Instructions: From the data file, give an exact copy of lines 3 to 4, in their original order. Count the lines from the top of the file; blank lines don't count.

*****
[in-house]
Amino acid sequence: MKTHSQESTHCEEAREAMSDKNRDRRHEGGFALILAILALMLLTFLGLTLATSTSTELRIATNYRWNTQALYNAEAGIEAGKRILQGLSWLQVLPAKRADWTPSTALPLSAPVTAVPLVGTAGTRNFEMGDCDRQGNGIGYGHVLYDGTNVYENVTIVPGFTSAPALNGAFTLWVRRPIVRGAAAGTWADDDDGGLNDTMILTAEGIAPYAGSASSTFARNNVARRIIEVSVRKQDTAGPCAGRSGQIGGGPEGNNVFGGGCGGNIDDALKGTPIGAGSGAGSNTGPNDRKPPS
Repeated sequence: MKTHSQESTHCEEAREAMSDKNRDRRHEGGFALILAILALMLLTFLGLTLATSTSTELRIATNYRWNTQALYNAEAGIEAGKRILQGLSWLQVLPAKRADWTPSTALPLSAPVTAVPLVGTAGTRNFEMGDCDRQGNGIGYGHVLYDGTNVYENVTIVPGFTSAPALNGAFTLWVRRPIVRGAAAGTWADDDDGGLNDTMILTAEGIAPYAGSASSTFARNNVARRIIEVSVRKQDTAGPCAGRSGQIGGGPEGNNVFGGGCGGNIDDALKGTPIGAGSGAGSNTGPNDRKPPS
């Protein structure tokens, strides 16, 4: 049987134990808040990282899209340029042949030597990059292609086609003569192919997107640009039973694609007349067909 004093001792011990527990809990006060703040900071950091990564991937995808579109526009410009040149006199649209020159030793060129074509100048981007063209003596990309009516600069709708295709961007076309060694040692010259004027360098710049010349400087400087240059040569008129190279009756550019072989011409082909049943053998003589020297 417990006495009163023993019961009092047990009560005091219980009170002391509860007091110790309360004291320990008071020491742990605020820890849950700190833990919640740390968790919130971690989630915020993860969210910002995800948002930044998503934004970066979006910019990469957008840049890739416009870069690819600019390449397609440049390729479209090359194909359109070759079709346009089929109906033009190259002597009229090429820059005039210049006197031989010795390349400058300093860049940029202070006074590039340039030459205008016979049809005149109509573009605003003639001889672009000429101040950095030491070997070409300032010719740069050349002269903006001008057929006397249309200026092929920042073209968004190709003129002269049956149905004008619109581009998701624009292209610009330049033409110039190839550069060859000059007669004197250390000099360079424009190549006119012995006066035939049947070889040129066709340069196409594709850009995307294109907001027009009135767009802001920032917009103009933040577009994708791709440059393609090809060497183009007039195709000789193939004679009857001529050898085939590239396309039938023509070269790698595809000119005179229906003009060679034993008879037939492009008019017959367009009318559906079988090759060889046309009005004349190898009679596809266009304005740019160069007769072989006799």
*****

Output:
Repeated sequence: MKTHSQESTHCEEAREAMSDKNRDRRHEGGFALILAILALMLLTFLGLTLATSTSTELRIATNYRWNTQALYNAEAGIEAGKRILQGLSWLQVLPAKRADWTPSTALPLSAPVTAVPLVGTAGTRNFEMGDCDRQGNGIGYGHVLYDGTNVYENVTIVPGFTSAPALNGAFTLWVRRPIVRGAAAGTWADDDDGGLNDTMILTAEGIAPYAGSASSTFARNNVARRIIEVSVRKQDTAGPCAGRSGQIGGGPEGNNVFGGGCGGNIDDALKGTPIGAGSGAGSNTGPNDRKPPS
């Protein structure tokens, strides 16, 4: 049987134990808040990282899209340029042949030597990059292609086609003569192919997107640009039973694609007349067909 004093001792011990527990809990006060703040900071950091990564991937995808579109526009410009040149006199649209020159030793060129074509100048981007063209003596990309009516600069709708295709961007076309060694040692010259004027360098710049010349400087400087240059040569008129190279009756550019072989011409082909049943053998003589020297 417990006495009163023993019961009092047990009560005091219980009170002391509860007091110790309360004291320990008071020491742990605020820890849950700190833990919640740390968790919130971690989630915020993860969210910002995800948002930044998503934004970066979006910019990469957008840049890739416009870069690819600019390449397609440049390729479209090359194909359109070759079709346009089929109906033009190259002597009229090429820059005039210049006197031989010795390349400058300093860049940029202070006074590039340039030459205008016979049809005149109509573009605003003639001889672009000429101040950095030491070997070409300032010719740069050349002269903006001008057929006397249309200026092929920042073209968004190709003129002269049956149905004008619109581009998701624009292209610009330049033409110039190839550069060859000059007669004197250390000099360079424009190549006119012995006066035939049947070889040129066709340069196409594709850009995307294109907001027009009135767009802001920032917009103009933040577009994708791709440059393609090809060497183009007039195709000789193939004679009857001529050898085939590239396309039938023509070269790698595809000119005179229906003009060679034993008879037939492009008019017959367009009318559906079988090759060889046309009005004349190898009679596809266009304005740019160069007769072989006799």